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Mr. James Arbuthnot (North-East Hampshire) (Con):
The hon. Member for North Durham (Mr. Jones) has thought deeply about these matters, and over several years he has contributed to the Select
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Committee along the lines that we have just heardand he has got it right. I am exceedingly grateful to the members of the Select Committee for the power of the argument that they bring. The hon. Member for Plymouth, Sutton (Linda Gilroy), who has also spoken, has been a powerful advocate on the Committee, and I feel very lucky to be the Chairman of a group of people who work so hard on these difficult issues.
It is not an overstatement to say that we have the best armed forces in the world. One of the reasons that is so is that they are not awash with money, and have to think their way through some of the problems that they face. They are also extremely brave and hard-working, highly intelligent and disciplined. They are so disciplined partly because service discipline, which is essential for the success of the armed forces both in peace and in war, is underpinned by the sort of legislation that we have had in this country over many years.
The system of military law is, however, 50 years old. There is nothing wrong with being 50 years oldI am a little older than that myself. None the less, the services are now very different from what they were like when the system of military law was introduced. In particular, they now participate in joint working, joint planning and joint operations, so to have a system of military discipline that is not joint is no longer justifiable.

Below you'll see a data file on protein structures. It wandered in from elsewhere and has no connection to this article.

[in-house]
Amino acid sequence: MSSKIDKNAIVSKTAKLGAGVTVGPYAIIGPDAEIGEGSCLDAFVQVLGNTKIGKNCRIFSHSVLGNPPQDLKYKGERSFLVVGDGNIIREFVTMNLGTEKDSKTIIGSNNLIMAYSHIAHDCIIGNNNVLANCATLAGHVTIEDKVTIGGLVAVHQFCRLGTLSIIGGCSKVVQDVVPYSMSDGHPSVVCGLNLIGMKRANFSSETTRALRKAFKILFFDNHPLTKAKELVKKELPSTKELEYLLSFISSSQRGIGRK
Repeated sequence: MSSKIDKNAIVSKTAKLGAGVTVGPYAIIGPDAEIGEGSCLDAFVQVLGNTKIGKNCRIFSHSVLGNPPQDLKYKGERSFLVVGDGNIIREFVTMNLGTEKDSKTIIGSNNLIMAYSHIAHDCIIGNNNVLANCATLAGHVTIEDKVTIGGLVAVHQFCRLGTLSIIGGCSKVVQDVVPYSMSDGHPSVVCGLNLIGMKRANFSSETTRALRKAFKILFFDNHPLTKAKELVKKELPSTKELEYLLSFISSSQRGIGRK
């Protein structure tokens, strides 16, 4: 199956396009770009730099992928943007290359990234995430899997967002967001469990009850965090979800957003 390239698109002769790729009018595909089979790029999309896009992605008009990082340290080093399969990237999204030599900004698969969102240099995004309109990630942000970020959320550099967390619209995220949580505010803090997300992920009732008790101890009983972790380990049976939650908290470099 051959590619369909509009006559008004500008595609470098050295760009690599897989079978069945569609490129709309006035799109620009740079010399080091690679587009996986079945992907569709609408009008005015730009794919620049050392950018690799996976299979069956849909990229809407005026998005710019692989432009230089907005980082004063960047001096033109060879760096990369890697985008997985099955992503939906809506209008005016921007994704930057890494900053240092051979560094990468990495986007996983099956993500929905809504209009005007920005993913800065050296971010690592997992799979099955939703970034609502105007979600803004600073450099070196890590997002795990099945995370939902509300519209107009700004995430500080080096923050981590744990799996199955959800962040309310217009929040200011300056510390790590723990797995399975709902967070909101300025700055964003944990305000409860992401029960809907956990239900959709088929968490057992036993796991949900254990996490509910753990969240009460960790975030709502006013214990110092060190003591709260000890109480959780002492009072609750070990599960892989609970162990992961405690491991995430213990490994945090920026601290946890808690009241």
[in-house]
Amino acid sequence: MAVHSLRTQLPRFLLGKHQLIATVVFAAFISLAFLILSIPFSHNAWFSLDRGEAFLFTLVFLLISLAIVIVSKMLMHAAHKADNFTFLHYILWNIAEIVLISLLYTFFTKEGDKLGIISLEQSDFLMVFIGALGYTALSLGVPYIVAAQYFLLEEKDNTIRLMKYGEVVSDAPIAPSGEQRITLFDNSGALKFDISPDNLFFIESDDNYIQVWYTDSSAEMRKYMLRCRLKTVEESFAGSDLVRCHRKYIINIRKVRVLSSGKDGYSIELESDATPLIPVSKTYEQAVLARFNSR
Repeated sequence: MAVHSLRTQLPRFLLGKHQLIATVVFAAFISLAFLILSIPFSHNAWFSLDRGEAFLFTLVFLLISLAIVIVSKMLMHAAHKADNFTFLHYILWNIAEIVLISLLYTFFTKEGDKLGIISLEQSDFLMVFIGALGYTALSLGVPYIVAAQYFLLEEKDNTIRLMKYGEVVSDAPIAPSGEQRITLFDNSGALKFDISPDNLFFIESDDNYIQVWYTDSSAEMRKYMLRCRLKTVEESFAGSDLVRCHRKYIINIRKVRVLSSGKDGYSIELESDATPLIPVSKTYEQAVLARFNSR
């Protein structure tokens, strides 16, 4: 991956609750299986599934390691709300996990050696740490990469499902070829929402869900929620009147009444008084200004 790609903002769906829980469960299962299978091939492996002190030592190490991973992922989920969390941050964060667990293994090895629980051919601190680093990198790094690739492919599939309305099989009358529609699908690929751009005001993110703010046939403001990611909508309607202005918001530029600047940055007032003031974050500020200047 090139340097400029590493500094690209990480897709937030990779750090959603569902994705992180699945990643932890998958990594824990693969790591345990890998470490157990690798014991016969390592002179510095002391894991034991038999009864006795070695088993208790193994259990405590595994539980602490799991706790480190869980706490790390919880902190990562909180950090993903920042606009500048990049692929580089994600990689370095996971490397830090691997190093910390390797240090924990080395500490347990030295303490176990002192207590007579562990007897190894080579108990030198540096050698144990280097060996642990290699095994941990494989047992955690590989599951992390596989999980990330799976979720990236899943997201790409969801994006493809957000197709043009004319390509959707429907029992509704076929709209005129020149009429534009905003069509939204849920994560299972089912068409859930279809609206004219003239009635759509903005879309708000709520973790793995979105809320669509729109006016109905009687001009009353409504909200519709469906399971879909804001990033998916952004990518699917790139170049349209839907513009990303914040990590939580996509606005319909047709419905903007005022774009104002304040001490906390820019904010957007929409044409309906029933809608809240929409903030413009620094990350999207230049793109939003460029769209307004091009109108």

The Bill brings together the systems across the services, which is wholly to be welcomed. I wish, if I may, to embarrass the ministerial team and the Bill team who have put the Bill together by congratulating them on a profoundly necessary, if possibly overdue, Bill. The amount of work that they have put into it over four years has been immense, and they have come up with a good result.
The Defence Select Committee produced a report last week that built on the report that our predecessor Committee produced earlier. We highlighted two particular issues. We have already heard from two members of the Committee and I hope that at least two others will catch your eye, Mr. Deputy Speaker. The first matter that our report highlighted was that of an independent complaints mechanism. The Bill will establish a service complaints panel, which modernises the redress of grievance systems.
Several points have already been made about the Bill's proposals. Although I wish to make one or two pernickety points about the independent complaints mechanism, I do not want to undermine the welcome that I give to the Bill as a whole. Some of the points that have been made about the independence of the tribunal that the Bill will set up bear repeating. The hon. Member for Plymouth, Sutton has asked already why the Secretary of State "may" appoint an independent person to the service complaints panel, rather than "must" appoint. Independence has much value, and the hon. Member for Berwickshire, Roxburgh and Selkirk (Mr. Moore) articulately encapsulated the arguments for an independent element to the complaints. There is too little detail in the Bill about when the Secretary of State would make a decision about appointing an independent person to the tribunal. We have to rely on the good faith of the Secretary of State. I have no difficulty with that, but it is essential that before the House makes a final decision on the Bill's progress we
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should have much more detail about the regulations that the Secretary of State intends to introduce on when an independent person is appointed.
The whole process does not go far enough. The hon. Lady and the hon. Member for North Durham were right to express their disappointment that we do not have a wholly independent system. A previous Defence Committee called for a proactive body that could, for example, commission research into trends that might cause difficulties for the armed services and then proactively examine those trends. The proposal for a service complaints panel makes no allowance for that to happen.